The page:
Eels: Extreme Witchcraft
(PIAS / E Works)
LP | CD | DL
Out 28th January 2022
Eels once again hook up with John Parish to delve back into their fuzz-crunching Souljacker sound to great effect.
Back when Eels hooked up with John Parish and released their album fourth album Souljacker, those who were expecting more twisted weirdpop wordplay, more twinkling melodies that polished the bleak sketches of songs into something achingly beautiful were disappointed as Mark Oliver Everett plugged in his stompbox and ramped up the fuzz to great effect. Now, on the new Eels album, Extreme Witchcraft, the pair are back at it, once again falling headlong into a distorted haze that engulfs the band’s melodies and kicks the dust off their daydreams.
Kicking straight into a great distorted twang guitar riff right from the off on single Amateur Hour, it’s clear that E and co. are back in that crunching garage mindset again. But the positivity that oozed from many of his last records remains high throughout and bleeds straight through to the rest of the album. The drums whip and crack on Good Night On Earth, propping up a great riff that occasionally drops back to allow a tremolo-laden wave to rise out of the fuzz. Even when seemingly commenting on the events of the last two years, they seem to take a (semi-)positive spin on things with the infectious Strawberries and Popcorn, balancing the dual feelings of being able to do whatever you please without the disapproving eyes of others with the desire for human contact. The song glides effortlessly along on a shuffling beat and the lyrics are a testament to Everett’s ability to wrap the world he sees in metaphors that are driven home with ease.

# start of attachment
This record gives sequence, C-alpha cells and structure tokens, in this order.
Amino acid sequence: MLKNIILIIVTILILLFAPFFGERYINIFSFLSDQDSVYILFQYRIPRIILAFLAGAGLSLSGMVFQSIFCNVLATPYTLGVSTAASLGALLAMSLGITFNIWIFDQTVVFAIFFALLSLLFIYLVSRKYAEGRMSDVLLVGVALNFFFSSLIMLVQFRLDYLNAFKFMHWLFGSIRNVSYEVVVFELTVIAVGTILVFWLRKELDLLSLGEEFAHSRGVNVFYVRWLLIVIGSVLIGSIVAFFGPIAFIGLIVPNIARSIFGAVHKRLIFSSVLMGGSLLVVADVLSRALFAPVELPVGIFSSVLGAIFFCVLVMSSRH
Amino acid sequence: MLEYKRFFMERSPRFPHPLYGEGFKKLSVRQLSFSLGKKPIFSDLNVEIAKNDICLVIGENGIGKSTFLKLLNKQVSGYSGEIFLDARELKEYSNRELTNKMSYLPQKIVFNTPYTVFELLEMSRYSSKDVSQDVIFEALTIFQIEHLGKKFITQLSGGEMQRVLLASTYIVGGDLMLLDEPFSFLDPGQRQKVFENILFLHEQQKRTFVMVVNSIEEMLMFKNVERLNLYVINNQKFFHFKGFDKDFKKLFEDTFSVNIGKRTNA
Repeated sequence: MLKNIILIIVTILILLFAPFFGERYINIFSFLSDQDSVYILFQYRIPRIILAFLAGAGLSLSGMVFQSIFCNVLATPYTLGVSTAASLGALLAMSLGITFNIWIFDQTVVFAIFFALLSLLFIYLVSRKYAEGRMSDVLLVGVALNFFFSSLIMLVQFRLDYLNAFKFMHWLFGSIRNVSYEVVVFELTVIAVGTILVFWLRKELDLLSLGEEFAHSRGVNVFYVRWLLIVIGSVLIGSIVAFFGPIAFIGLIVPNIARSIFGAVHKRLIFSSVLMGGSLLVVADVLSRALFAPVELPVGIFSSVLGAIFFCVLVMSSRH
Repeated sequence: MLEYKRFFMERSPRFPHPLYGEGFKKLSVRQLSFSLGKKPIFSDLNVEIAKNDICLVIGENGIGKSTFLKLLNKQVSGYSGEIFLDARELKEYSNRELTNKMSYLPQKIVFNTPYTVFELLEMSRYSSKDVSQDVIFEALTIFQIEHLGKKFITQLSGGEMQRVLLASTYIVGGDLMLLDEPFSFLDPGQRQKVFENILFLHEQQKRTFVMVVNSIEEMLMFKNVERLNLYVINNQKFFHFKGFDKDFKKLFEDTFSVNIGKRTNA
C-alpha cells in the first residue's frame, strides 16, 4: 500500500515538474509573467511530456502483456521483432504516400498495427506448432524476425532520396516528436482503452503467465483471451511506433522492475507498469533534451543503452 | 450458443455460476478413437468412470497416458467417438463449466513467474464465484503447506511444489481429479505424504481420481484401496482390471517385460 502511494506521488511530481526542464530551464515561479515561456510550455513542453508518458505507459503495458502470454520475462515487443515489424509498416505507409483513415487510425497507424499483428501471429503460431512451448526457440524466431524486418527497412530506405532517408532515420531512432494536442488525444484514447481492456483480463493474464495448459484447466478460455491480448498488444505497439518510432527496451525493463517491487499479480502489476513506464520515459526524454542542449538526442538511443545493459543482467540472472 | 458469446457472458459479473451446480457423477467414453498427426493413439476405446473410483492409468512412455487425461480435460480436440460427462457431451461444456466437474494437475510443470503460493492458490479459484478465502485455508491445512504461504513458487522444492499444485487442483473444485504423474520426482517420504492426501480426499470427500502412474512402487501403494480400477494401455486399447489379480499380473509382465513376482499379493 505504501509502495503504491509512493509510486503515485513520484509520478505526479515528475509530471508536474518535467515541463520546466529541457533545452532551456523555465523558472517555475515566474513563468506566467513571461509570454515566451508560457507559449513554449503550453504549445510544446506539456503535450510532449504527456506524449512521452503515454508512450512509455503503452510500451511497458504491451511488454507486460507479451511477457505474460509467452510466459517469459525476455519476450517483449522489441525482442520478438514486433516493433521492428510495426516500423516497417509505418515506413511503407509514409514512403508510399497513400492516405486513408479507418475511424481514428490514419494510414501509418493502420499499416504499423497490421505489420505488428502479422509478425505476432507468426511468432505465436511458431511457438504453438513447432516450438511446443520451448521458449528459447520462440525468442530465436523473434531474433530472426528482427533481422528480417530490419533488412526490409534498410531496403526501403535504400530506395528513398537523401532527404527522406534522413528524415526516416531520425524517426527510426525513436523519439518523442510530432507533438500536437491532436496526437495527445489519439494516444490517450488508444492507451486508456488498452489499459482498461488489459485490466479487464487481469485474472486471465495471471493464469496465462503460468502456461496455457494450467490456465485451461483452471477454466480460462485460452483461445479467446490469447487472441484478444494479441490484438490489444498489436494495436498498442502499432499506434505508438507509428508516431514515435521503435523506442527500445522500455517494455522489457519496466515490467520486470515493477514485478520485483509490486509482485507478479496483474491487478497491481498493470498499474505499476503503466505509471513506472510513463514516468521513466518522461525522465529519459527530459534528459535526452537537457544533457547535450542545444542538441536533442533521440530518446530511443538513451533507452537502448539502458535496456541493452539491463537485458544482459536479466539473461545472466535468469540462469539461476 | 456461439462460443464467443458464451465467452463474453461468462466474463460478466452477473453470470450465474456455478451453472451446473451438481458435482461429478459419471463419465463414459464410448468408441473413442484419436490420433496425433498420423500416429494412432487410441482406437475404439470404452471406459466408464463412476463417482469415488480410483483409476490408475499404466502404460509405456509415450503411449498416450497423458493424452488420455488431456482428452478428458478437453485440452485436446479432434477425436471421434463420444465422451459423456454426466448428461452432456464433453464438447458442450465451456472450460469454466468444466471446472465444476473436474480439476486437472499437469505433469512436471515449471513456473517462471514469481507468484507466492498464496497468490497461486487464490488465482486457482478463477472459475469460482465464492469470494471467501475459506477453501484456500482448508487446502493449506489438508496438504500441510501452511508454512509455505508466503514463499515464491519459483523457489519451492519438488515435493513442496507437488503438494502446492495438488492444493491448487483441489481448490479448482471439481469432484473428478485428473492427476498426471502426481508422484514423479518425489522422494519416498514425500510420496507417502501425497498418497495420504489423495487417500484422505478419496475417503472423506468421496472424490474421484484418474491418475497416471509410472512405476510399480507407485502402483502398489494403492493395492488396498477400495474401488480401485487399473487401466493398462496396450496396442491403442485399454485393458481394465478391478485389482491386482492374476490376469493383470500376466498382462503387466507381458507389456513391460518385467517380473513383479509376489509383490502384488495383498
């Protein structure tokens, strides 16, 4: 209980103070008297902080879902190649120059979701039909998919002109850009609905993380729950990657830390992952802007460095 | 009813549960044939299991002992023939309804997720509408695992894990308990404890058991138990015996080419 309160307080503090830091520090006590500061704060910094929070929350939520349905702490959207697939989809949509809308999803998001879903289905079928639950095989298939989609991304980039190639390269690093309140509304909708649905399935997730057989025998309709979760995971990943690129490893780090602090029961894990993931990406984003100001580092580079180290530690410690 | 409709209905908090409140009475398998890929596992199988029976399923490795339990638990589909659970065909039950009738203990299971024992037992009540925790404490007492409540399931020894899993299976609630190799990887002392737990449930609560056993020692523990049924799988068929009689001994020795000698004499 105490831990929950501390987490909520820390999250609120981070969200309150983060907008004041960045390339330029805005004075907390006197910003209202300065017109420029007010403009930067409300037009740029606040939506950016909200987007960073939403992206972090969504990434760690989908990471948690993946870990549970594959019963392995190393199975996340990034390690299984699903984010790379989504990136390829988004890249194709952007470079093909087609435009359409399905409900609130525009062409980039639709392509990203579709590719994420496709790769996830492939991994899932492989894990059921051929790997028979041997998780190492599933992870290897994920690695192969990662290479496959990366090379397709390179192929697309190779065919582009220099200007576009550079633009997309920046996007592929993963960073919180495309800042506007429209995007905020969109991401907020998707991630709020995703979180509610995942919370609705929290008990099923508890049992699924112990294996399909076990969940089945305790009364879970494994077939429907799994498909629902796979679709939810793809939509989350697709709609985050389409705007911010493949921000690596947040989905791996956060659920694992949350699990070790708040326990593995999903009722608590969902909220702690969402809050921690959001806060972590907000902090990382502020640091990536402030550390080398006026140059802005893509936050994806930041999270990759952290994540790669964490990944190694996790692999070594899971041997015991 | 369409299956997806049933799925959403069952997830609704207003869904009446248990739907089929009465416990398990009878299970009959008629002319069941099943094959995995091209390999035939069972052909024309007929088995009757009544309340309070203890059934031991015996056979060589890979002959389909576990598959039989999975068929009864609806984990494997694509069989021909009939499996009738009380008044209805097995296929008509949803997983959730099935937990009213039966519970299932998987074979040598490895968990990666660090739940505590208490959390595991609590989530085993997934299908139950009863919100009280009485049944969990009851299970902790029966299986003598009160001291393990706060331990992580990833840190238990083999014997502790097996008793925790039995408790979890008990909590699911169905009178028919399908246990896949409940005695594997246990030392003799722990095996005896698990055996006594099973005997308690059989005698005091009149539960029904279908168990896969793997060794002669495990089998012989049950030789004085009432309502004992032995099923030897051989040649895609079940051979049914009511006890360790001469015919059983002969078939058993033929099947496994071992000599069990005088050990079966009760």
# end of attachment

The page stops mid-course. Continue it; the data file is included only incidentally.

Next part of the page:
The album shifts through the band’s various gears as it progresses, from the wooziness of Stumbling Bee through the cranked to the max fuzz groove of Better Living Through Desperation and to the clarity on Learning While I Lose, a song that reaches back 22 years to recall their Daisies Of The Galaxy song, I Like Birds. There’s an injection of funk on Grandfather Clock Strikes Twelve and an almost disco-garage beat to The Magic, that fuzz sound the glue that keeps the album together and strong.
On Extreme Witchcraft, Everett and Eels show that they still have a ton of ideas to fire off and, in hooking up once again with John Parish, they might just have come back with their best album of late.
Words by Nathan Whittle. Find his Louder Than War archive here.